May 28, 2023
Right Delayed Rights Denied Clean

WICHITA FALLS, Texas -( Gun Owners of America (GOA), Gun Owner Foundation (GOF), and several Texas young adults have filed suit in a federal court in Texas over provisions in the Bi-partisan Safer Communities Act that require an enhanced background check for guy buyers under the age of 21.

After a tragic attack on Robb Elementary in Uvalde, TX, John Cornyn (R-TX) and Chris Murphy (D-CT) worked on a gun control bill that would become known as the “Bi-partisan Safer Communities Act.” Part of the bill requires enhanced background checks for those under the age of 21, leading to delays. GOA believes that these delays violate the young adult’s Constitutionally protected rights.

“GOA repeatedly warned legislators and the public how this would grossly violate young Americans’ Constitutional rights, and yet Texas Senator John Cornyn compromised away those rights anyway. Now we see young adults frequently and routinely being denied their right to purchase a firearm in a timely manner, and this right delayed is unjustly a right denied. Compromise is no way to legislate when dealing with people’s God-given rights,” said GOA Senior Vice President Erich Pratt in a statement released to the press.

After the passage of the bill, the FBI conducts an enhanced background check that pulls the prospective buyer’s juvenile record, contacts local law enforcement, and checks mental health records. Any hits on any of these could cause a person to be denied. Juvenile records are usually sealed, and mistakes as a child typically are not held against a person when they become an adult.

One issue with the system is that some agencies will respond to the FBI to provide records to be used for the enhanced background check, but others will not. If the FBI cannot get the records, then the perspective gun owner will be denied the transfer even though they were not disqualified. That means that the rights of the purchaser would be denied through no fault of their own.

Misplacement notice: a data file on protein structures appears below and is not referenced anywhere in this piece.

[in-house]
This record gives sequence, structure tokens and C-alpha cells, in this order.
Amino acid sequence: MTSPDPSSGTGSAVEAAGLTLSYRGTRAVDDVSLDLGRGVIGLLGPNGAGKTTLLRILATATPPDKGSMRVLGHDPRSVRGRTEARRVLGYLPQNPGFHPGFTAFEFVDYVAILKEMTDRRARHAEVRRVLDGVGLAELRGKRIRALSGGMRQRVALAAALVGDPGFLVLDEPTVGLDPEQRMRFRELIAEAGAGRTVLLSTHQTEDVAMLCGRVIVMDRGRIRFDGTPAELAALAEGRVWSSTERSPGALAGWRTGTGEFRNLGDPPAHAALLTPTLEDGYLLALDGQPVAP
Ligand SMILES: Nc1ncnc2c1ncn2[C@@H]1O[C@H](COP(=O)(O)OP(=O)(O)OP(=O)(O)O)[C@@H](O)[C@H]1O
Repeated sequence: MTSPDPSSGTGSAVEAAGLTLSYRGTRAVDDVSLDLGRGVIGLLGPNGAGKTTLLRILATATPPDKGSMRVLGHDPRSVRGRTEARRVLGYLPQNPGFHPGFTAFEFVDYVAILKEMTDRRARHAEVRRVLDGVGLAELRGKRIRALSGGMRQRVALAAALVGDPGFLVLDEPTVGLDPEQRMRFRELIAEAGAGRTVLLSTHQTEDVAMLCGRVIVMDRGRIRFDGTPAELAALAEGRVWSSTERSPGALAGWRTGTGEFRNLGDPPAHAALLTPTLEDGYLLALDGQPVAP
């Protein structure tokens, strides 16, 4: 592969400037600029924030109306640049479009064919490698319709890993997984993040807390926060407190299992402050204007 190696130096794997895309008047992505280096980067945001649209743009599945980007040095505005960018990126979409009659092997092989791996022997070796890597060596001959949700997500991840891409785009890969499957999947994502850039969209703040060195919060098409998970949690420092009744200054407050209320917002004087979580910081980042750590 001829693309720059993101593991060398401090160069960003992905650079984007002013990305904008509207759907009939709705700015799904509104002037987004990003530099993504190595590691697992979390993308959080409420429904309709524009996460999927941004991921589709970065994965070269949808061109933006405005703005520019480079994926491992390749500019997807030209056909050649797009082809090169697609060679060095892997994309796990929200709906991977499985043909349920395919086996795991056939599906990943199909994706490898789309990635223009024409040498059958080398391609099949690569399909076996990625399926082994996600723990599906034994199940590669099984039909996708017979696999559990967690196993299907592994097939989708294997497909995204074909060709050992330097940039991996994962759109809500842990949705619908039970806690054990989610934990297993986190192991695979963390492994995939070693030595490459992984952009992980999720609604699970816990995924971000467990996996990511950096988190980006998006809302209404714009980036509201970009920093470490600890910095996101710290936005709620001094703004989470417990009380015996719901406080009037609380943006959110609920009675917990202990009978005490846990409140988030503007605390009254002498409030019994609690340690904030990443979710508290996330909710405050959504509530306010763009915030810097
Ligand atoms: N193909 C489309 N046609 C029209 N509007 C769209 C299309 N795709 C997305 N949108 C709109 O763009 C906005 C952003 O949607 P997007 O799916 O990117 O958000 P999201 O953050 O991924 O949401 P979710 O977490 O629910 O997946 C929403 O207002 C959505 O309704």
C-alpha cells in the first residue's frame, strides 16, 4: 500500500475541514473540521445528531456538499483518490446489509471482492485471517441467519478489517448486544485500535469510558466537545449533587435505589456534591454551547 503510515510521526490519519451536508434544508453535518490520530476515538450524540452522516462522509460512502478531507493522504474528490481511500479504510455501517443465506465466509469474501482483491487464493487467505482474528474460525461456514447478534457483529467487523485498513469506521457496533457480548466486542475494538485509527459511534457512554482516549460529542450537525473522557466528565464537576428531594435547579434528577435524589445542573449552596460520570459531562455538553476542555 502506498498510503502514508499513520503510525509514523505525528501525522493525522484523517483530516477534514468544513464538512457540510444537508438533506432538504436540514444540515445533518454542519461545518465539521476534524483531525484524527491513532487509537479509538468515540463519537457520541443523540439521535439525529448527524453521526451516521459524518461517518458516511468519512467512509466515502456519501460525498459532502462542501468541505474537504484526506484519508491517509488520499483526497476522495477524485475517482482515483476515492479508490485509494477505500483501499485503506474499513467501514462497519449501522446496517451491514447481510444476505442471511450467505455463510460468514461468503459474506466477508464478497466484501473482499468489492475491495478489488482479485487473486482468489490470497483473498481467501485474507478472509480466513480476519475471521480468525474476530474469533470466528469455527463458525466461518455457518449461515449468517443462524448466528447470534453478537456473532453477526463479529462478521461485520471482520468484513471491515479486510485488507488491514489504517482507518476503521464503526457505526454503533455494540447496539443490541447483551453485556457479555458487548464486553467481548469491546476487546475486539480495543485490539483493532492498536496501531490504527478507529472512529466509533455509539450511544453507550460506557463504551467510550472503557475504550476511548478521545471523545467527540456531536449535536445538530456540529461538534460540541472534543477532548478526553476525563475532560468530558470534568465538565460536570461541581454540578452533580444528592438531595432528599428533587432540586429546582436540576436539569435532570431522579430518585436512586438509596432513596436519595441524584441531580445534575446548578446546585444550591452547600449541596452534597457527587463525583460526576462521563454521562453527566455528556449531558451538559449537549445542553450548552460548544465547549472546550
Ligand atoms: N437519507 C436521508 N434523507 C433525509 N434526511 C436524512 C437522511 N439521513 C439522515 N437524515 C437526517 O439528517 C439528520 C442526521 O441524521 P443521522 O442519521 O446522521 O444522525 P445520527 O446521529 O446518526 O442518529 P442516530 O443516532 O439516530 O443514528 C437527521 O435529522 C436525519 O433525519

A panel of three judges from the Eleventh Circuit Court of Appeals recently upheld Florida’s age restriction on certain firearms for those under 21. GOA’s lawyers state they know the Defendant will use that case. Hence, the attorneys point out that the court used a law from the ratification date of the Fourteenth Amendment (1868) instead of the ratification date of the Second Amendment (1791). Another federal court in Virginia this week pointed out how the Eleventh Circuit erred in using the reconstruction date.

The gun rights groups claim that there is no original text, history, or tradition for enhanced background checks for those under 21. In fact, there is no original text, history, or tradition for any background check for guns.

And the National Instant Criminal Background Check System (NICS) is not always instant and experiences frequent outages.

The groups are asking the court to issue a temporary restraining order (TRO) and a preliminary injunction against the new law. GOA and GOF claim that they are likely to succeed on the merits of the case, and the plaintiffs are suffering irreparable harm. Both factors must be satisfied for an injunction can be issued.

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About John Crump

John is a NRA instructor and a constitutional activist. John has written about firearms, interviewed people of all walks of life, and on the Constitution. John lives in Northern Virginia with his wife and sons and can be followed on Twitter at @crumpyss, or at

John Crump

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